Regarding the pedagogical aspect of successful VE implementation, Knoth and Kiy (2016) explicitly emphasize the role of faculty as important stakeholders and change agents. University teachers have to understand the cultures of diverse learners with different cultural backgrounds for efficient VE course design (Ahn, Yoon & Cha 2015; Gu, Wang & Mason 2017), know how to connect with their partner and to set up a VE module, have the skills to internationalize learning outcomes and assess a virtual collaboration, coach virtual teams, know about collaboration tools, and about assessing and grading with an international partner (Rubin 2017, 36).

The findings show that all three institutions studied have put a strong focus on either providing regular faculty training for VE (DePaul University, Malmö University) or communicating VE related pedagogical and didactic measures to faculty via various websites (University of Potsdam) as an avenue to educate this group of vital stakeholders.

A crucial success factor for the set-up of VE across an institution of higher learning is the organizational situation and environment as it represents the basis for analysis to develop a strategic implementation plan (Knoth & Kiy 2016, 10). Moreover, the authors state that such a plan is a component of the institutional internationalization process with key players and stakeholders for this process constituting university management, international offices and faculty (ibid.)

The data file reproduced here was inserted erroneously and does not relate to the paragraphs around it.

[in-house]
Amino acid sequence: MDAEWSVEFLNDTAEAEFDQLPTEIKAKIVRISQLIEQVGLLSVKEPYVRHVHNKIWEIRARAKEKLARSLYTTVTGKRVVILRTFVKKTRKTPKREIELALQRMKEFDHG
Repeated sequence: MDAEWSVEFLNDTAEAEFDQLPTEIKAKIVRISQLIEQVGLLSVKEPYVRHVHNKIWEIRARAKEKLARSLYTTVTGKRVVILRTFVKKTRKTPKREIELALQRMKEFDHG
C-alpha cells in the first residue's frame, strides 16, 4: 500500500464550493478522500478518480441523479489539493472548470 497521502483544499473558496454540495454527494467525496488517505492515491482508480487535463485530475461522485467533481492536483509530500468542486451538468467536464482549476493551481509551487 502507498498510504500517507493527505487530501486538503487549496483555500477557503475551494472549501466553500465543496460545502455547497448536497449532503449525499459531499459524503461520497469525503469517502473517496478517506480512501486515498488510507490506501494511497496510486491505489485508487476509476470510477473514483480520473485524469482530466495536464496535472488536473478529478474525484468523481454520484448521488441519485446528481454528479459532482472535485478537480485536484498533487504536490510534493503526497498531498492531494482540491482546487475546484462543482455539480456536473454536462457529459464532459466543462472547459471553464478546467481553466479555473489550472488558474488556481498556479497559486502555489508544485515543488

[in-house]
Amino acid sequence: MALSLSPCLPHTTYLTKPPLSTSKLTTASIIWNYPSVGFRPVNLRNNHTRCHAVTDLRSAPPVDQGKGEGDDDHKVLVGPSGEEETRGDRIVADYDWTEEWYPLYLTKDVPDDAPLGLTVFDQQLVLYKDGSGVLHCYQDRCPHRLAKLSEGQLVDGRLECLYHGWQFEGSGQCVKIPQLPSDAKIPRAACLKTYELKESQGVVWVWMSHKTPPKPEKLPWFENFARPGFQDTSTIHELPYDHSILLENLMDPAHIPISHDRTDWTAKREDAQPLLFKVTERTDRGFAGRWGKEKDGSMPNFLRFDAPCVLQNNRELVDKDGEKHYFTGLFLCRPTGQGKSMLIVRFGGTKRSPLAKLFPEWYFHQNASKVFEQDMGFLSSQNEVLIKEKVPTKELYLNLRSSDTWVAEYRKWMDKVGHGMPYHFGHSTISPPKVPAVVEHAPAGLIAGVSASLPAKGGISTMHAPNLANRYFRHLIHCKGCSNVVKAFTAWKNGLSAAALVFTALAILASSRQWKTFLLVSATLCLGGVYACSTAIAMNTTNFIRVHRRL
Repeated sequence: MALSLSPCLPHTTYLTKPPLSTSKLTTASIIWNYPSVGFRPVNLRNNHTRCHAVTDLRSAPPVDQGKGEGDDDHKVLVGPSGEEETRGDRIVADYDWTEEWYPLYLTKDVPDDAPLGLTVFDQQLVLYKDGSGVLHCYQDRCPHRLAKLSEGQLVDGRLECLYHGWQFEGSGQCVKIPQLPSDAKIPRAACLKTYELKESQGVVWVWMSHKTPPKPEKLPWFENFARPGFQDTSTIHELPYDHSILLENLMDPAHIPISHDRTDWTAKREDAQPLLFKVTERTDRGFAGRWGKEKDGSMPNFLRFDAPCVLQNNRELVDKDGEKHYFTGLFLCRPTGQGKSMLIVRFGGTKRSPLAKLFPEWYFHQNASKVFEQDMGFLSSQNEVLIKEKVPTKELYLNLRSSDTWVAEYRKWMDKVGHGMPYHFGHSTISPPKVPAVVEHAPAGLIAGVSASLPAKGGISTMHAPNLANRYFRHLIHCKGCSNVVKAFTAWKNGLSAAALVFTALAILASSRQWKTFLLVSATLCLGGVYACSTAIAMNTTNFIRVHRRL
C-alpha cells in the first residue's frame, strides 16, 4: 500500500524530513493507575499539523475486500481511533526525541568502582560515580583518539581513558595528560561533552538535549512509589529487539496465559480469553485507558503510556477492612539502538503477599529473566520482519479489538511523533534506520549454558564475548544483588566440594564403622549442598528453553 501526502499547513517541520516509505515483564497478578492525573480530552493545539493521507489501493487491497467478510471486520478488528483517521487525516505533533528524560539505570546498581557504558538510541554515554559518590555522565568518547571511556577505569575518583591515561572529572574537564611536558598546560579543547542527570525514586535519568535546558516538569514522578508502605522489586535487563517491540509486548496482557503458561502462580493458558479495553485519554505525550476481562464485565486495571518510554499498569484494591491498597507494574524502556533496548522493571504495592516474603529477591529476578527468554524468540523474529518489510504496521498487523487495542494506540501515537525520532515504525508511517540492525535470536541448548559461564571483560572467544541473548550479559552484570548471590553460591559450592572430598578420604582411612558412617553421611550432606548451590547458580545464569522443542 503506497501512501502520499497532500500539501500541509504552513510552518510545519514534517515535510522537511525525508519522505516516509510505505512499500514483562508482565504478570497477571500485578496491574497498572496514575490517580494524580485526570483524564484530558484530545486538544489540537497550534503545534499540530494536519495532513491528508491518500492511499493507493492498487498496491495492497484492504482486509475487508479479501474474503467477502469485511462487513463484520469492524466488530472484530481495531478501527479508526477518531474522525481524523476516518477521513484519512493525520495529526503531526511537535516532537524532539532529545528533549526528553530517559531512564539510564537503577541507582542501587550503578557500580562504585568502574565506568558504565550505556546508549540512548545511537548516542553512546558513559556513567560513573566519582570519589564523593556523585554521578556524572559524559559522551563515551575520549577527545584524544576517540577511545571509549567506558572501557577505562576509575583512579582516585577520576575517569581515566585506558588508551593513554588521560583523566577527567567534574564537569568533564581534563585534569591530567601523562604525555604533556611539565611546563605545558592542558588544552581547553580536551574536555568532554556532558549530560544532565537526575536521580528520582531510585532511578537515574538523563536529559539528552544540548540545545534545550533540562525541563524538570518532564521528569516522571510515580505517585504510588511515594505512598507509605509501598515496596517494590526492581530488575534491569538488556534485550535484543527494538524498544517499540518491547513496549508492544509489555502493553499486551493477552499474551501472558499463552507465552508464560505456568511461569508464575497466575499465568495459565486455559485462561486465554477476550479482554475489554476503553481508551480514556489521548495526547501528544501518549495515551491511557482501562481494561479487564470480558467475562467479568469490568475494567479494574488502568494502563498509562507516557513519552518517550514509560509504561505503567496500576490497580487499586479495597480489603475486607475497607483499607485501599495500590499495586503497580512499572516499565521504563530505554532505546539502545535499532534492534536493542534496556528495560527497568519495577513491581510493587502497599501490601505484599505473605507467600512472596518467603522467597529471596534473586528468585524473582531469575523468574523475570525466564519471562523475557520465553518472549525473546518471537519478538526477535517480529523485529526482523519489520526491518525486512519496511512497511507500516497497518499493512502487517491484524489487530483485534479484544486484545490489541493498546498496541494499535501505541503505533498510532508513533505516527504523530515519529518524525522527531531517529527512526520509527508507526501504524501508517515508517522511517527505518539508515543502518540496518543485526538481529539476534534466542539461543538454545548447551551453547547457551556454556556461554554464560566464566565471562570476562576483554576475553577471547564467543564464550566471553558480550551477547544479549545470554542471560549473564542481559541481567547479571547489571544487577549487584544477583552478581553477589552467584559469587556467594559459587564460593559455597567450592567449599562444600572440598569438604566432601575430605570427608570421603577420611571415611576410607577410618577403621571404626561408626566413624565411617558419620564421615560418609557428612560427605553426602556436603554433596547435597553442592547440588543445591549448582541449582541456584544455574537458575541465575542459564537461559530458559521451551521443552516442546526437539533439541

From the empirical data of the three cases Stärke (2020) found the following organizational structures for successful implementation of  VE:

  • VE coordination office
  • Faculty training programme
  • Seed funding programme to support individual VE project initiatives
  • A selection committee / advisory board to steer seed funding programme
  • VE website that increases visibility and participation
  • Faculty handbook on VE pedagogy, didactics, and organization

According to Stärke (2020), supporting academic teachers is essential in order to utilize the full potential of VE. Therefore, a core structure for VE implementation constitutes a VE training programme for teaching faculty. Best practices in this context particularly focus on fostering intercultural awareness and international partnering:

  • The training programme should include intercultural aspects, skills pertaining to technology (ICT skills, social media usage and e-learning tools), as well as partnering and reflection skills. A European project on VE in higher education has recently released an open source online faculty training programme that covers these components and that institutions could integrate into their implementation (EVOLVE 2020). However, it is advisable to combine online training with peer-to-peer interaction in order to deepen and expand knowledge creation among academic teachers across different disciplines. This is particularly vital given the fact that within different academic disciplines there are divergent cultures of teaching and divergent degrees of understanding intercultural interactions (Kumi-Yeboah 2018).
  • Given this observation, the training programme needs to make sure that academic teachers from different disciplines receive the knowledge, skills and support necessary to establish a functional working relationship with their international colleagues that is grounded in mutual trust.
  • Institutional VE training should include the raising of awareness among academic teachers about their essential role in facilitating intercultural skills in addition to academic content (ibid.).
  • The university should install incentives or support instruments for faculty to meet their international colleagues face to face as a mechanism for relationship building or solidification. This, for instance, can be done by allocating grants from the Erasmus+ staff mobility programme to VE partnerships within Europe. These can be combined with or integrated into the aforementioned seed funding structure.